One Year On
Looking back over the first year as the UK Brand Ambassador for Huish Outdoors
I still have to pinch myself, even now, one year on. I really can’t believe it... I’m the UK Brand Ambassador for Huish Outdoors... little ol’ me! And I’ve loved every single minute of it so far. To be honest I have found the role to be multi-faceted. On the one hand it’s been a very humbling experience and I take it very seriously and I have tried my hardest, despite my own personal limitations as a result of illness, to do my very best. Consequently, I set the bar high for myself from the outset and now have to maintain that level... which can be a challenge sometimes. But I like a challenge! I think I was made for this role, it suits me, and it suits my skill-set from my life before I suffered a subarachnoid haemorrhage.
The road to recovery has been very long, very difficult and at times, very painful, both physically and emotionally. I really found out who my friends were and I lost my identity and everything that defined me as an individual as a result of the damage done to my frontal lobe. I literally didn’t know who I was anymore!
The role of Brand Ambassador has been phenomenally helpful with my on-going recovery as it has given me a new ‘sense of purpose’ and it has helped me to recover some of my old skills. I enjoy writing these articles, reviewing the equipment used and recanting my diving adventures. But it takes me a long time and an enormous amount of effort. What once would have taken me an hour now takes me most of the day! So writing some of these articles has taken me a week or even two! I’ve put my heart and soul into the role and I wear them both on my sleeve, so what you see is what you get. I’ve been criticised and ridiculed, but that’s fine, there will always be haters. To those people I say, “go through what I’ve been through, try a day in my shoes, and then see if you can keep up!”
The diving itself has really fuelled my recovery and writing everything down after the dives has helped with the short-term memory issues that I suffer from. It has also helped with the chronic cognitive fatigue that I have to manage, as I am forced to rest. I discovered, quite by accident, that ‘surface intervals’ made for superb fatigue management. So I now try and run my life much like a dive-day. I try to ensure that I take regular breaks (surface intervals) after every task (dive). And it works! I feel better for it and by ‘doing little and often’ I have actually been able to regain a little bit of the ‘old me’.
Recovery from ‘brain injury’ is measured in years and I accept the fact that I will never fully recover. I will never get the ‘old me’ back. Despite that, I consider myself extremely fortunate because 80% of those that suffer what I did do not survive. So I am lucky, someone was looking down on me that day and decided there was more for me yet to do... and I feel like this is part of it.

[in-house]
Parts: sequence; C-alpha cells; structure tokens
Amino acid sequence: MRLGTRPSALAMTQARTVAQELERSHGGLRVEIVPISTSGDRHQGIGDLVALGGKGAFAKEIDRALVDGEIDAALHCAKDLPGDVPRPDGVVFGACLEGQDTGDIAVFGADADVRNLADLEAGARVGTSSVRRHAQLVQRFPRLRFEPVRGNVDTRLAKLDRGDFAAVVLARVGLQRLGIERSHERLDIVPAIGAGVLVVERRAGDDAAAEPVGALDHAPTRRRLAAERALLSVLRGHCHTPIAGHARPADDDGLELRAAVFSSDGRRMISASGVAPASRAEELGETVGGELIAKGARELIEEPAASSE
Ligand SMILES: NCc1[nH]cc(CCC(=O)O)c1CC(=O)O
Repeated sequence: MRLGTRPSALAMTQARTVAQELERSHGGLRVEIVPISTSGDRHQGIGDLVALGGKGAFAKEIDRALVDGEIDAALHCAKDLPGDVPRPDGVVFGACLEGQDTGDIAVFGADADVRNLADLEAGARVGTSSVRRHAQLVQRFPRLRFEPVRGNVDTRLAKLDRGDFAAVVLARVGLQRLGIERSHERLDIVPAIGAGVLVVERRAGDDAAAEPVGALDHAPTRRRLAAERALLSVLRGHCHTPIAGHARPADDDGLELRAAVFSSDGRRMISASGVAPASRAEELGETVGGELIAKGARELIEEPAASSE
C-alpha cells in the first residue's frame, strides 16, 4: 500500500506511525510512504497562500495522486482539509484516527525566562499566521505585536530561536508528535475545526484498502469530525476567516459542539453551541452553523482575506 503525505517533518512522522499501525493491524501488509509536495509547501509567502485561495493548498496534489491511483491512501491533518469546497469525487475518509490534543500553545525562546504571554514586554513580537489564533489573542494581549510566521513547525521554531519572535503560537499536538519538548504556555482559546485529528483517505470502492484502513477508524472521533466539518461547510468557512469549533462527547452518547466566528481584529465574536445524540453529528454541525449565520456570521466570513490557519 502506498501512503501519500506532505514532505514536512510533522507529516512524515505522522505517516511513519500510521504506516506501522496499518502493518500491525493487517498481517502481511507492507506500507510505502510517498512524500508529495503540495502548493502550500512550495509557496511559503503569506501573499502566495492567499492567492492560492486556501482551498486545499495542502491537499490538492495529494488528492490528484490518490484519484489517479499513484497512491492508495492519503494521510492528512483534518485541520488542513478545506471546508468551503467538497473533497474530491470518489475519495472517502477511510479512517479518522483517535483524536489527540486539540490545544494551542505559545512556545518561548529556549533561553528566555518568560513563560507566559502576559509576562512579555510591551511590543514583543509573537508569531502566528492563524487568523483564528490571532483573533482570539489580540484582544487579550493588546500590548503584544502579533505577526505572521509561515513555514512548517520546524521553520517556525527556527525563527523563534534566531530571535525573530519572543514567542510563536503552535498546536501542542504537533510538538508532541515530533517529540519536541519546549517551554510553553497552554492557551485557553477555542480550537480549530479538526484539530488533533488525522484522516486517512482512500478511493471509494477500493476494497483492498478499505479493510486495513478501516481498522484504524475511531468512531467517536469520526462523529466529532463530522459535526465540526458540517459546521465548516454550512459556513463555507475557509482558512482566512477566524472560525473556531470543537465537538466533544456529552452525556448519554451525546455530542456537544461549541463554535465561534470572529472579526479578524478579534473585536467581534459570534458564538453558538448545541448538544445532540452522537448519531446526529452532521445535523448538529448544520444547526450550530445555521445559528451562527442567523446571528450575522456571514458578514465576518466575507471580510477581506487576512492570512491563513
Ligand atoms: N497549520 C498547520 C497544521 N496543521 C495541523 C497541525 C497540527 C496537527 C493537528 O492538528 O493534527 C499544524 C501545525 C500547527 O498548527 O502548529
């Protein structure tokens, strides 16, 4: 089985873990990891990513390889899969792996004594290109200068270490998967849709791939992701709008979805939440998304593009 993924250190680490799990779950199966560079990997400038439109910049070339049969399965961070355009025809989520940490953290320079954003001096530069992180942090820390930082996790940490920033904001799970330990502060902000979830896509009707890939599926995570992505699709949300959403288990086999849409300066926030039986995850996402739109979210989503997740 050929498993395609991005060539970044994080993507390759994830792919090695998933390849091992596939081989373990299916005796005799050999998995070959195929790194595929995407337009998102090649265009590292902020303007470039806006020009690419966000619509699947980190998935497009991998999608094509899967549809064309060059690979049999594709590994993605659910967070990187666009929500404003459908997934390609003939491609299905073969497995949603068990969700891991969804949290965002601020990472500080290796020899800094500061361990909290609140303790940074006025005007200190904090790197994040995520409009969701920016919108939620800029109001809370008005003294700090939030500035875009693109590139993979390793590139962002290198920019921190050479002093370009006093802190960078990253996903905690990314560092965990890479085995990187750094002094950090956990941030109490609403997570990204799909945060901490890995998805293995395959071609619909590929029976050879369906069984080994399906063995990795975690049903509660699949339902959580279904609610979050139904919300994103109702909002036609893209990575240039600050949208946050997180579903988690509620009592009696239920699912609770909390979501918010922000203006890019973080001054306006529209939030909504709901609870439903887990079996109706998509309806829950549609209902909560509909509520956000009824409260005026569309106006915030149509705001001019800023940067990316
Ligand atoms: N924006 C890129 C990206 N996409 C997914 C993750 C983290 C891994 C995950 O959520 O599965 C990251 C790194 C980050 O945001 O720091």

The last year has, like any other year, had its highs and its lows. There have been some stand-out moments and experiences and I’ve had a lot of laughs along the way, usually at my own expense. But if you can’t laugh at yourself then you’ve no right to laugh at others! So here are my highs and lows from 2019, the moments that made me laugh, the ones that made me cry, the dives that are now etched in my soul and the kit that took me on those adventures.
2019 High Points
It goes without saying that actually becoming the UK Brand Ambassador at the start of 2019 really did kick-start the year and set the tone for the months that followed. It was an epic year.
Receiving two very large boxes full of shiny new dive kit has got to be every divers’ dream! Getting to dive things that I would never have otherwise had the opportunity to try or would have otherwise probably not considered has been a real privilege. I’ve had the pleasure of being able to ‘play’ with equipment and try all sorts of different bits of kit and I must admit, it has been a real eye-opener. I was very much set in my ways with my thick, heavy, crushed neoprene drysuit, a padded undersuit and, let’s not forget... my jet fins.
I also had the opportunity throughout 2019 to really put all of the equipment through its paces... it’s been dived, a lot! It’s taken some punishment and a fair amount of abuse and survived remarkably well. Some of it still looks like new despite having done in excess of 150 dives! The Zeagle Recon fins have been a revelation to me. The comfort and the power of them, remarkable fins. I love them!
'...it’s been dived, a lot! It’s taken some punishment and a fair amount of abuse and survived remarkably well. Some of it still looks like new despite having done in excess of 150 dives!'
The BARE HDC Expedition drysuit is just a thing of beauty. I have come to absolutely adore that suit. It is so light, so comfortable and the amount of movement it allows is remarkable. I simply can’t imagine going back to a traditional back-entry / rear-zipped suit. Equally, the BARE Ultrawarmth base layers and SB mid-layers have kept me incredibly warm despite the fact there is absolutely no bulk to them whatsoever. The combination of these with the Expedition drysuit has resulted in my being able to reduce the amount of weight I carry by a whopping three kilos!